Sustainability via a circular economy

The greater the number of different materials which are joined together to make a product, the more challenging is the recovery of the recyclable materials for the manufacturing process. All of the processes from design and manufacture to use and re-use must be thought through at the initial drafting stage or the time when the product is redesigned. The aim has to be a circular economy approach which returns the valuable or even rare materials to the production process. There is a need for more research and development work in this field.

The manufacture, processing and maintenance or repair of products from new materials is challenging and demands sophisticated expertise which can only be acquired via specially designed training courses. For this reason, the teaching and handling of lightweighting methods and materials must become much more integrated into general education, vocational training and degree courses.

Despite these challenges, it is important to make the best possible use of the potential of lightweighting for the German economy. To this end, the Federal Ministry for Economic Affairs and Energy has launched a number of measures.

Woman in front of a monitor; Quelle: Getty Images/Bloomberg

© Getty Images/Bloomberg

Industrie 4.0

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The Lightweighting Initiative

Helping companies to implement lightweighting

The Economic Affairs Ministry supports a cross-technology and efficient transfer of expertise between the various lightweighting stakeholders around Germany. The Lightweighting Initiative serves as a central contact point for German businesses. The services are rounded off by targeted funding measures and the Lightweighting Forum.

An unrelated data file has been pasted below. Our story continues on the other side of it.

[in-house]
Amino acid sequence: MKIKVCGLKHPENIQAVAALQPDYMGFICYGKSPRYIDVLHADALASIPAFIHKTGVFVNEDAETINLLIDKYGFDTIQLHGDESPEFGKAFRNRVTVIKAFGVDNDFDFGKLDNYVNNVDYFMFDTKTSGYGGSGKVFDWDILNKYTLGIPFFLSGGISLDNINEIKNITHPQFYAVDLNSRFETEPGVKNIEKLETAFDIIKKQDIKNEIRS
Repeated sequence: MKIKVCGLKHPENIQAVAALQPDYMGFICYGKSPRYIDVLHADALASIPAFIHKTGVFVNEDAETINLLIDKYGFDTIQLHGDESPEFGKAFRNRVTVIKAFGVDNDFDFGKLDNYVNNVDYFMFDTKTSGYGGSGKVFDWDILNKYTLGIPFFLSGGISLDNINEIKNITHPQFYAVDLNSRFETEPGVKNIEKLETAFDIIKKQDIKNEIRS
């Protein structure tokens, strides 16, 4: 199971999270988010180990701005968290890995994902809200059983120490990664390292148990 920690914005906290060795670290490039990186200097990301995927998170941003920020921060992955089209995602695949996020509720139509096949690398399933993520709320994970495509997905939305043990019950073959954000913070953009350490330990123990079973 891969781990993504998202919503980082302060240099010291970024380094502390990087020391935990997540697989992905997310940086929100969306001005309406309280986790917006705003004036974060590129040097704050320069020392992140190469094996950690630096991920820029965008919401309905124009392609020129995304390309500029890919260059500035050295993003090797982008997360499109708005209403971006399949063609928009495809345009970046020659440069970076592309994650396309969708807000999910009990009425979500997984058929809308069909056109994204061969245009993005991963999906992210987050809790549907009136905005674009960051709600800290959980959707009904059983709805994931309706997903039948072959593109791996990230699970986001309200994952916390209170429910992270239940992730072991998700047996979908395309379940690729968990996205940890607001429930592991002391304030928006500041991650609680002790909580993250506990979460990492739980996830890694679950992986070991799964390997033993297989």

Lightweighting is of crucial importance for the competitiveness of many sectors and the thorough modernisation of the industrial sector in Germany. For this reason, the Federal Ministry for Economic Affairs and Energy is continuing to expand the support available for this forward looking technology. The Lightweighting Initiative Coordination Office and the Lightweighting Forum offer expert contacts for businesses and a platform for cross-technology and cross-sectoral networking.

The contact point for businesses: the Lightweighting Initiative Coordination Office

The Lightweighting Initiative Coordination Office (Organisational Chart (PDF, 85KB)) is a national and international network hub for German companies, and especially SMEs, supporting the implementation of lightweighting and fostering the cross-sectoral transfer of technology – with activities ranging from backing for initiatives to a more widespread industrial roll-out of lightweighting and its use in mass production.

The Lightweighting Initiative Coordination Office is a central contact point for interested stakeholders from business, science and government. It coordinates the approach to digital structural change in industry in terms of lightweighting in Germany. It provides practical recommendations and examples of best practice for companies and policymakers, as well as customised support, thus giving a decisive boost to the sector and activating suitable multipliers to get the message out. Cooperation between experts at national and international level is helping to enhance Germany’s reputation as a lightweighting centre.

A platform for transferring expertise: the Lightweighting Forum

The Economic Affairs Ministry regularly hosts a Round Table together with the GTAI (Germany Trade and Invest)(in German). This Lightweighting Forum is a platform for a cross-technology and efficient transfer of expertise between the various stakeholders around Germany. The Forum focuses on technology trends, the activities of the Federal Government and the German Länder, and the opportunities and risks associated with foreign markets. The fifth session of the Forum was held on 1 March 2018. Further information can be obtained from: leichtbau@bmwi.bund.de.

Invitation to bid for funding